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Quarrying and carving marble

Stone carving, a key process in creating sculptures, involves quarrying marble, shaping it, and refining it with various tools. Michelangelo, a famous sculptor, sourced his marble from Carrara, Italy. He visualized his sculptures as figures trapped within the marble, waiting to be freed. This process is labor-intensive, meticulous, and requires great skill. Created by Beth Harris and Steven Zucker.

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Video transcript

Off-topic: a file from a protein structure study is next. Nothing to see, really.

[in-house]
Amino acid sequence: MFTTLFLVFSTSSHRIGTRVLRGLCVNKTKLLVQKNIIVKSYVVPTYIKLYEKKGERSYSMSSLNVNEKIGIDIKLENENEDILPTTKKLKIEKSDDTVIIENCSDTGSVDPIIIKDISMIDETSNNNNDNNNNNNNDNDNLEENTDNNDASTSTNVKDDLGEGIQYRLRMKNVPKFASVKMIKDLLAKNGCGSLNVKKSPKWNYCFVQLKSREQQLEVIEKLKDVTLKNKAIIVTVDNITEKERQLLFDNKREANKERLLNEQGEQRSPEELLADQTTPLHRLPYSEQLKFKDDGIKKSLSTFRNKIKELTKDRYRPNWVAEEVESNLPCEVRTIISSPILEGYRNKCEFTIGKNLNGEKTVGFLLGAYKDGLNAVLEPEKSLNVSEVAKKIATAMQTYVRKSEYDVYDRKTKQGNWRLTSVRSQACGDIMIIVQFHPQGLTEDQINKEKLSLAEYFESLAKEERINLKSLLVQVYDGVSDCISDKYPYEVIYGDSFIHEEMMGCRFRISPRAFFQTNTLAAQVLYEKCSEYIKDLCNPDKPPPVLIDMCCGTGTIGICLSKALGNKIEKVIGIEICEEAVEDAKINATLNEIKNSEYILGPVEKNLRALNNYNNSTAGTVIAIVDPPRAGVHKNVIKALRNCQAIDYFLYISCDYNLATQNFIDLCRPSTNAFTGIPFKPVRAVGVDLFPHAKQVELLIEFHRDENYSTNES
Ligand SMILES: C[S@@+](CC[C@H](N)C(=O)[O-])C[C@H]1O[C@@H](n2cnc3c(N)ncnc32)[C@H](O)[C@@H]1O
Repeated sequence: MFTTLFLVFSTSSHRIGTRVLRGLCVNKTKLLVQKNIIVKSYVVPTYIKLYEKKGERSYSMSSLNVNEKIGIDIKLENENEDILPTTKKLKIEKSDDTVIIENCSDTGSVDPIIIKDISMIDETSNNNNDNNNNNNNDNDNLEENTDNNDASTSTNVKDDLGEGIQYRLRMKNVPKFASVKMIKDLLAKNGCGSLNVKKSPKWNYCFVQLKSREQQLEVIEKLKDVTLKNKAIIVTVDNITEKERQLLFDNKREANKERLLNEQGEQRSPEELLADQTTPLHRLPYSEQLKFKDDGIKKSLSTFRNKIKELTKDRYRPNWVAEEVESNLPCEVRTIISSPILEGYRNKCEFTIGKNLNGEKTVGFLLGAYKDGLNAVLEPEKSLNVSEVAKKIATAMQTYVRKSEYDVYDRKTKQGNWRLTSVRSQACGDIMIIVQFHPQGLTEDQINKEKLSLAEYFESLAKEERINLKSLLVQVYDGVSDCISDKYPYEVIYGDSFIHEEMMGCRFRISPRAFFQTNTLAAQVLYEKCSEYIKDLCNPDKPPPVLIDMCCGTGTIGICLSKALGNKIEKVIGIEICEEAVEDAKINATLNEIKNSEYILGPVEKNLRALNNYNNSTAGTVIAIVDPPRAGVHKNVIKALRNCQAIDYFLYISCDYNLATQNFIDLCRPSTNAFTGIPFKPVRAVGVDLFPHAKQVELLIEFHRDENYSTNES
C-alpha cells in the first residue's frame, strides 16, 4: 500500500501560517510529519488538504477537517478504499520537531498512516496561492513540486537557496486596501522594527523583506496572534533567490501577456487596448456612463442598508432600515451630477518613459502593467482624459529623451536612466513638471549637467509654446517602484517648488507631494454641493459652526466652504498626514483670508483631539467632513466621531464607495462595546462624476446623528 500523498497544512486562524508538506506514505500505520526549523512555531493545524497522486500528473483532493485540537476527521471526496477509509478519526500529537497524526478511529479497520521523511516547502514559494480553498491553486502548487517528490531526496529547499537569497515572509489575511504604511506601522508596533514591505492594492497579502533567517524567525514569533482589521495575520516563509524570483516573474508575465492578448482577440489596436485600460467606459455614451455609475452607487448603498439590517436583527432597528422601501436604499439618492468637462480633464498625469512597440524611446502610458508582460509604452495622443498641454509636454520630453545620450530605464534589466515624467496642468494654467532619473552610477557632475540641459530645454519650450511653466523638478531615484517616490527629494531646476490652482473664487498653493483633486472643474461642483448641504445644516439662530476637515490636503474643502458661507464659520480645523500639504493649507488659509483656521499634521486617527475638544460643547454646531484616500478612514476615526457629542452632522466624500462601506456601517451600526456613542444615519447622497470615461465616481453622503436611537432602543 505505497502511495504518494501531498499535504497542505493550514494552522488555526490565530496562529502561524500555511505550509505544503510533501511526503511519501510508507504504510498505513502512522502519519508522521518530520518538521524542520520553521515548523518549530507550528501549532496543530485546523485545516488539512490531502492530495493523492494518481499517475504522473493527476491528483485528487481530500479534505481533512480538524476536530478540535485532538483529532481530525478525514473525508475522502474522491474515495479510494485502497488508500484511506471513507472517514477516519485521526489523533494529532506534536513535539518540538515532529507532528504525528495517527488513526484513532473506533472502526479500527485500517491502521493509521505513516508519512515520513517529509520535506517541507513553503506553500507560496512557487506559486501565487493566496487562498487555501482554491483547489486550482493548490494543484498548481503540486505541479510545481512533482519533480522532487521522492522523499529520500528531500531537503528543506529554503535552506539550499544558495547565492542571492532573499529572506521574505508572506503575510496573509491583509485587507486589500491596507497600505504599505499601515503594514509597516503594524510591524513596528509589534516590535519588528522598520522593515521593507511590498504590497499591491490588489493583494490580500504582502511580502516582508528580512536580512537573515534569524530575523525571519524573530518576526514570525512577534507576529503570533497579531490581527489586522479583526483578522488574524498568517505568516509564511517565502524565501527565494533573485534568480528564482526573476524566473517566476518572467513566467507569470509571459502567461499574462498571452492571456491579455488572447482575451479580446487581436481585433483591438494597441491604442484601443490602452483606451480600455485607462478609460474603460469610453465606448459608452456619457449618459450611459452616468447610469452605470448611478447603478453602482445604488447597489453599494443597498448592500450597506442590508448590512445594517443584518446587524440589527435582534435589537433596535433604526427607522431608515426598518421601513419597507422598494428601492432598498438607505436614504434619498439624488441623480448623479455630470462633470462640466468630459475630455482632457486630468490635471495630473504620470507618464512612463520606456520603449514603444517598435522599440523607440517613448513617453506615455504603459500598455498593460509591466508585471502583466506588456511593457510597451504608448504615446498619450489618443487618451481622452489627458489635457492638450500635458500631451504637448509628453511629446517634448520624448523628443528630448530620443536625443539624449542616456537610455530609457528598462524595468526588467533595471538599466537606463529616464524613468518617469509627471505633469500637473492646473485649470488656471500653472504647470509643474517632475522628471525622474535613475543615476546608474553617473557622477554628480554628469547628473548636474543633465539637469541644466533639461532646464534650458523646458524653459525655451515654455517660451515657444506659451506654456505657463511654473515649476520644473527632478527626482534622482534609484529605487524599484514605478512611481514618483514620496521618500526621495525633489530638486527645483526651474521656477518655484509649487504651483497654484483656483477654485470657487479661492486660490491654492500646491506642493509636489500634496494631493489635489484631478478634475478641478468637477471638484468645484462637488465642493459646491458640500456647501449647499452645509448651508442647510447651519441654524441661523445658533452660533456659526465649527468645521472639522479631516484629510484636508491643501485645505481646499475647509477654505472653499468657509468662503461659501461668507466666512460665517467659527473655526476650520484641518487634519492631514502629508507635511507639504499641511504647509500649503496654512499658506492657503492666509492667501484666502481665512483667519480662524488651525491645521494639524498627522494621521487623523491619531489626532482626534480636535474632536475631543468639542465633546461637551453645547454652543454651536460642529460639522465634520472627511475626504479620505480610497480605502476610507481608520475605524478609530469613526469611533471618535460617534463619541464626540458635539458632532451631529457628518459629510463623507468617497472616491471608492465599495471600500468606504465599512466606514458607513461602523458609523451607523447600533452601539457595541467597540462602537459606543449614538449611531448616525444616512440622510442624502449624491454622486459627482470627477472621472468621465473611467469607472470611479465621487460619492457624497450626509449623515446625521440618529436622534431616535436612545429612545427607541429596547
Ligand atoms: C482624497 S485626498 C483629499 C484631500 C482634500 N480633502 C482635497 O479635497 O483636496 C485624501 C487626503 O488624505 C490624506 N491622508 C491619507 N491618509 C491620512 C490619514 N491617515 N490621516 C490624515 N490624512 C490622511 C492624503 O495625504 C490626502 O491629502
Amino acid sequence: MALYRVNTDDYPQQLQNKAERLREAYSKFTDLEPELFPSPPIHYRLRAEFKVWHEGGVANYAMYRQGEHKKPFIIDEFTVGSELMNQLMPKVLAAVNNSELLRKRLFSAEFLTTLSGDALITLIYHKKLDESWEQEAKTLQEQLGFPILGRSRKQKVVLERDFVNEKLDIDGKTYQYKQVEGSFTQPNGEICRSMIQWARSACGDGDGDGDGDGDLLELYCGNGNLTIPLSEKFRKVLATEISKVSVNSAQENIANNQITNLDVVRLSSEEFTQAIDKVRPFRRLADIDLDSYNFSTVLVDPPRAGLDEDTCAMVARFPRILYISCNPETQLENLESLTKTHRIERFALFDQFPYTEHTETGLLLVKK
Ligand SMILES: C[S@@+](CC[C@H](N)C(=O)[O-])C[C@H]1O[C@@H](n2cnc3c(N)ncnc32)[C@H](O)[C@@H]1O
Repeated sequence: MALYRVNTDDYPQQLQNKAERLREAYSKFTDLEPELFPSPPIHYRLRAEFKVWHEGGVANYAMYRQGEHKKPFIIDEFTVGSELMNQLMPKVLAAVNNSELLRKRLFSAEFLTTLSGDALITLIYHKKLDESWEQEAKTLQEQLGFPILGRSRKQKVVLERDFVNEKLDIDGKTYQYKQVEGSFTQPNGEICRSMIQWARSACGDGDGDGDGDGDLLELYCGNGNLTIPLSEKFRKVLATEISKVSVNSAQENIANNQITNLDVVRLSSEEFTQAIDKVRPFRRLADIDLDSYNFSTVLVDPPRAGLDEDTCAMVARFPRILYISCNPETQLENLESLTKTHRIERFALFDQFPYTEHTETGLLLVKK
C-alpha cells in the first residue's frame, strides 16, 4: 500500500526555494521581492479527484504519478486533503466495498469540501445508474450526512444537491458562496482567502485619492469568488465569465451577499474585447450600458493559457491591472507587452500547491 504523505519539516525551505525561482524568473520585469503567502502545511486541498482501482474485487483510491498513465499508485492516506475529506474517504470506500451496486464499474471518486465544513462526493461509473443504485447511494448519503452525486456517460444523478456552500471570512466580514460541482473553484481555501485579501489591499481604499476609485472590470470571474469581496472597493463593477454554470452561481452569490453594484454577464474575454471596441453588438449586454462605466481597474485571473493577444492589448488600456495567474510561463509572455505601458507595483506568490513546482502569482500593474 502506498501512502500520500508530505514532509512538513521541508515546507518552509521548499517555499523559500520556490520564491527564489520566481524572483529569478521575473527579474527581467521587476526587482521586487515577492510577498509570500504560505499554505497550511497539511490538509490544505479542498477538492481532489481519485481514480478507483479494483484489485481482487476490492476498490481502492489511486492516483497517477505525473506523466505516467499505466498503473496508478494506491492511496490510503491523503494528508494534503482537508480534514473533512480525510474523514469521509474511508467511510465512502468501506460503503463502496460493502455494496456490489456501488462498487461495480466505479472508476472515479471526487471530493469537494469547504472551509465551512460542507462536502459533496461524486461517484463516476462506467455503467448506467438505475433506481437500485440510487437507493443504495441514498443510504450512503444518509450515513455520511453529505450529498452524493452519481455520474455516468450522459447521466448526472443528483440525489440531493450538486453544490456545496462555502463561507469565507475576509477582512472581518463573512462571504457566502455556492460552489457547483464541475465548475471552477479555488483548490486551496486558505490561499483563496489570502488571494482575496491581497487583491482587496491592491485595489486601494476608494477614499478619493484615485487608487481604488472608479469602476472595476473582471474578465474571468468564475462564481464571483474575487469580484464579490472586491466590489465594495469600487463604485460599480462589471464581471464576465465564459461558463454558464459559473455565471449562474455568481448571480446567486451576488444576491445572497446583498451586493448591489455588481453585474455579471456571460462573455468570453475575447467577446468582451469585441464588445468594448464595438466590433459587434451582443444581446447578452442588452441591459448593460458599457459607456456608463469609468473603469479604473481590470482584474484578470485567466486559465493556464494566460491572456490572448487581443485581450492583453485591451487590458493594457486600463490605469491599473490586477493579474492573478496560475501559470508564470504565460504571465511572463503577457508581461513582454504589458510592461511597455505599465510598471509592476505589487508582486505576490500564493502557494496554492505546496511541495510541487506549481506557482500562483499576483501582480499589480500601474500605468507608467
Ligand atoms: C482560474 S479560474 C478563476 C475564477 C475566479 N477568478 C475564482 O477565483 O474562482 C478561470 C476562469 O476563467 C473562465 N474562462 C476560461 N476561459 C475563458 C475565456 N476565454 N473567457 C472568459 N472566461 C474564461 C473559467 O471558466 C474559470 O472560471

(jazz music) Dr. Harris: We're going to talk about the process of stone carving, which I think is very hard to imagine without power tools and also the process of getting the stone from a quarry. Dr. Drogin: This is one of the marble quarries in Carrara, Italy, which is where most of the finest marble for sculpture, especially in the Renaissance came from and still, as you can see, they do quarry marble from this area. Dr. Harris: And didn't Michelangelo get his marble from Carrara? Dr. Drogin: That's right. This is where Michelangelo liked to get his marble, because of its very pure white qualities. You can see today they do use some power tools and electric things like a bulldozer, but at the time, the way it would work is that the very first step would be to dislodge a block of marble from the marble in the mountain and that would be done by creating cracks in the area that you wanted to get the block from and then inserting wooden wedges that were soaked in water. As the water would cause the wood to expand, that is actually strong enough to crack the marble and it would dislodge a large marble block. Dr. Harris: So you have this wooden peg that's going into a crack and being saturated with water that makes the crack open more. Dr. Drogin: Right, so you put a whole series of pegs along a line and that'll create a large crack that will dislodge the block. Dr. Harris: Then removing that block from the cliff and then somehow getting it to Florence. Dr. Drogin: Actually, some of the first work, in terms of shaping the stone, might actually be done at the quarry. Dr. Harris: Oh. Dr. Drogin: That way you're not transporting extra weight, since it's, of course, very hard to move. You might shape it down, block it down to it's general shape and then you might transport it in that way. Dr. Harris: That makes sense. Dr. Drogin: For this reason, sometimes sculptors, like Michelangelo actually started doing work on the sculpture in the quarry or in the town where the quarry was. Dr. Harris: Was this transported by river? Dr. Drogin: That's right, they usually tried to transport these things by boat. Rivers and canals, because of course, the blocks being so heavy, it's easier to do it that way than over land. Let's talk about the process and some of the tools that would be used. As we said, the first step is you get a block out of the mountain. Then the next step is that you want to shape the block down to the general shape of the sculpture that you're making. Here's the tools. These are modern tools, but they're essentially the same as the tools that were use in the Renaissance. The first step, as I said, is to just get the shape of the figure and for that, you're going to use the tool that looks just like a giant pick, which is this one right here. You're going to use that with a large mallet, a sledgehammer, and all you're doing is cutting away the extra marble that you're not going to use. You're just getting the general shape of the sculpture. Dr. Harris: What would happen if you hacked at it and something cracked in a way and took off a big slice that you didn't want? Dr. Droging: Then generally, you would start again. Dr. Harris: That would be very bad, right? Dr. Drogin: Right, exactly. There's no going backwards with marble carving, since it is a reductive process. You do need to be very, very careful. As I said, you start by getting the general shape and then once you've got the general shape of the figure or whatever it is that you're carving, then you'll switch down to these chisels that have teeth, starting with a larger one, like you see here. That you use with much more delicate taps and a smaller hammer that gives you more control to get the more details that you want from the figure. As you need more and more details, you move to finer and finer a chisel. A very good example of what this looks like, since we already started talking about Michelangelo we can use this example. This is Michelangelo's incomplete figure of the Awakening Slave, one of the figures that was planned for the tomb of Pope Julius the Second. This dates from around 1530. Here you can see the block that the figure is being carved from. What you can see, especially in some details, is that the very large rough area surrounding the figure, that's what Michelangelo had started to chop away. He's just using a pick and a hammer and you can see these marks in here are not made with a refined chisel. He's basically just whacking away at this marble, because he just wants it to go away. Dr. Harris: I imagine Michelangelo had big muscles in his arms from doing this. Dr. Drogin: You have to be very strong to do this kind of thing. Then what's really nice is, especially in this image, if we look at the detail, for instance, in what's the left arm of the figure on the right, you can see here he's shifted to one of those chisels that have teeth, because now he's not just trying to get rid of the marble, he's actually trying to shape it and to give it some kind of form. If you look at the chest, you can see those kinds of teethmarks there, but they're a little fainter and a little smaller, because there he's getting more detail and so he's switched to a chisel with finer teeth. Here's a detail of the face and again, you can see the same different kinds of chisel marks that we were talking about a minute ago. These, which are just made with the pick to get rid of the marble and then here, where it looks like it's been scratched with a fork. Those are the kinds of areas where he's using a chisel with teeth to shape the figure some more. Dr. Harris: I'm reminded of Leonardo saying that sculpture was inferior because you had to get all messy. Dr. Drogin: It is messy. You sweat, you get covered in dust. It's a very sloppy process compared to - Exactly and takes a lot of exertion compared to painting. Dr. Harris: And of course a block of marble was very expensive. Dr. Drogin: Absolutely, that's right and it's important when we're talking about marble, in terms of sculpture, to think that marble costs ten times more than wood, in terms of what the finish product will cost. I also want to look at this detail again, because besides talking about marble carving in general this incomplete figure gives us a window into Michelangelo's particular approach to sculpture, because he said in his writings, he discusses how when he's making a marble figure, he looks at the block as soon as it's come out of the quarry before he's even touched it with any chisel and he visualizes the figure trapped inside the marble. Essentially, he says, "All I'm doing is releasing "the figure from inside the stone. "It's already there, it's pre-existing in the stone itself "and all I'm doing is setting it free, taking away "all the marble that surrounds it." Dr. Harris: So you can see the figure trapped inside. Dr. Drogin: Exactly and this particular example gives us a really good illustration of that idea, because in a way, it looks like the figure is already all there and all he's doing is letting it out. Dr. Harris: Getting rid of all that dead material to let a living figure free. Dr. Drogin: That's right. Now, of course, as we said, this is an incomplete figure. This is not a finished sculpture by Michelangelo, but - Dr. Harris: He did that a lot. Dr. Drogin: There was a lot of sculptures (crosstalk) Dr. Harris: Given the process, why one would leave them incomplete. It's so difficult, they would take so long, and he had patrons making so many demands on him. Dr. Drogin: That's right, but luckily, in a way, we have different sculptures at a lot of different stages of incompletion, so we can really see how he progressed along the way. To switch to a different sculpture, this is the so-called Doni Tondo from about 1505. Here again, you can see the different kinds of chisel marks. For instance, rougher, coarser ones here on the chest, much finer ones on the face where he started to get much more detail. What I really want to emphasize, though, is that when Michelangelo's sculptures were actually complete, in other words when they were signed and on public display, like the famous Pieta in Rome from the 1490s, they had an incredibly high polish. There were no more chisel marks at all, because you progress through the finer and finer chisels but then the last stages are going to be that you've sanded down and then also that you polish it with leather, so it gets this very, very pristine, glossy, smooth finish. When you're looking at something like this, it's hard to imagine even that it was carved with a hammer and tools. Dr. Harris: It is. Dr. Drogin: Look at the flesh or the fabric on her head. It seems to transcend the medium. Dr. Harris: So there are really two kinds of sculpting processes. One is an additive process, right, of sculpting from clay or wax or plaster and this would be a subtractive process of taking away. Dr. Drogin: That's right. These examples that we've looked at have given us a really good idea of how you progress from the mountain to the finished work of art. (jazz music)